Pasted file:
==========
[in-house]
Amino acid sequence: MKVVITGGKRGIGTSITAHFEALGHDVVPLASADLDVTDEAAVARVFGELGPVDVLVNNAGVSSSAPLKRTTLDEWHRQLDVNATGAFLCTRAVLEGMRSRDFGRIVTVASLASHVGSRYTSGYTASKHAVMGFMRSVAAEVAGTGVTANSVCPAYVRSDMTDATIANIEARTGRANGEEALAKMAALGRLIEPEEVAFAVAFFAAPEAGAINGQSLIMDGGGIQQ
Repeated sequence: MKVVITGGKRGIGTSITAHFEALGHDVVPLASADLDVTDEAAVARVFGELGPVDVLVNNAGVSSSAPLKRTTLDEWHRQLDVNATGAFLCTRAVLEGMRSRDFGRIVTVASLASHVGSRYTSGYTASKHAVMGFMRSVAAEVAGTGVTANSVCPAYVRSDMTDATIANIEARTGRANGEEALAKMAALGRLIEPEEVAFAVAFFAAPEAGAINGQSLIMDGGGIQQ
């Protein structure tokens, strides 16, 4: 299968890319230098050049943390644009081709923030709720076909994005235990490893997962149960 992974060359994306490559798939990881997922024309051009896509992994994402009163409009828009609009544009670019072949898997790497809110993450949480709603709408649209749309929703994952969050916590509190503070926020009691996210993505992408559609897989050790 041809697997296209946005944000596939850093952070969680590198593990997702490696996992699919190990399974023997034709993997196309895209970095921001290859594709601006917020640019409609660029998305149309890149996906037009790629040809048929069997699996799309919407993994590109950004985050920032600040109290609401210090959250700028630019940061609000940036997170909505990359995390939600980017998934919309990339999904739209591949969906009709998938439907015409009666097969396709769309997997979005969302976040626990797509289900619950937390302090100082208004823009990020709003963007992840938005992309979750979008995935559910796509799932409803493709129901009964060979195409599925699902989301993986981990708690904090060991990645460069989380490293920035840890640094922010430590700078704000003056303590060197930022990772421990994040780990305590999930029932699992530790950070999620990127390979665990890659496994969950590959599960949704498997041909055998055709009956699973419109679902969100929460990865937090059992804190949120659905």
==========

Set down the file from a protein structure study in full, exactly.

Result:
[in-house]
Amino acid sequence: MKVVITGGKRGIGTSITAHFEALGHDVVPLASADLDVTDEAAVARVFGELGPVDVLVNNAGVSSSAPLKRTTLDEWHRQLDVNATGAFLCTRAVLEGMRSRDFGRIVTVASLASHVGSRYTSGYTASKHAVMGFMRSVAAEVAGTGVTANSVCPAYVRSDMTDATIANIEARTGRANGEEALAKMAALGRLIEPEEVAFAVAFFAAPEAGAINGQSLIMDGGGIQQ
Repeated sequence: MKVVITGGKRGIGTSITAHFEALGHDVVPLASADLDVTDEAAVARVFGELGPVDVLVNNAGVSSSAPLKRTTLDEWHRQLDVNATGAFLCTRAVLEGMRSRDFGRIVTVASLASHVGSRYTSGYTASKHAVMGFMRSVAAEVAGTGVTANSVCPAYVRSDMTDATIANIEARTGRANGEEALAKMAALGRLIEPEEVAFAVAFFAAPEAGAINGQSLIMDGGGIQQ
């Protein structure tokens, strides 16, 4: 299968890319230098050049943390644009081709923030709720076909994005235990490893997962149960 992974060359994306490559798939990881997922024309051009896509992994994402009163409009828009609009544009670019072949898997790497809110993450949480709603709408649209749309929703994952969050916590509190503070926020009691996210993505992408559609897989050790 041809697997296209946005944000596939850093952070969680590198593990997702490696996992699919190990399974023997034709993997196309895209970095921001290859594709601006917020640019409609660029998305149309890149996906037009790629040809048929069997699996799309919407993994590109950004985050920032600040109290609401210090959250700028630019940061609000940036997170909505990359995390939600980017998934919309990339999904739209591949969906009709998938439907015409009666097969396709769309997997979005969302976040626990797509289900619950937390302090100082208004823009990020709003963007992840938005992309979750979008995935559910796509799932409803493709129901009964060979195409599925699902989301993986981990708690904090060991990645460069989380490293920035840890640094922010430590700078704000003056303590060197930022990772421990994040780990305590999930029932699992530790950070999620990127390979665990890659496994969950590959599960949704498997041909055998055709009956699973419109679902969100929460990865937090059992804190949120659905």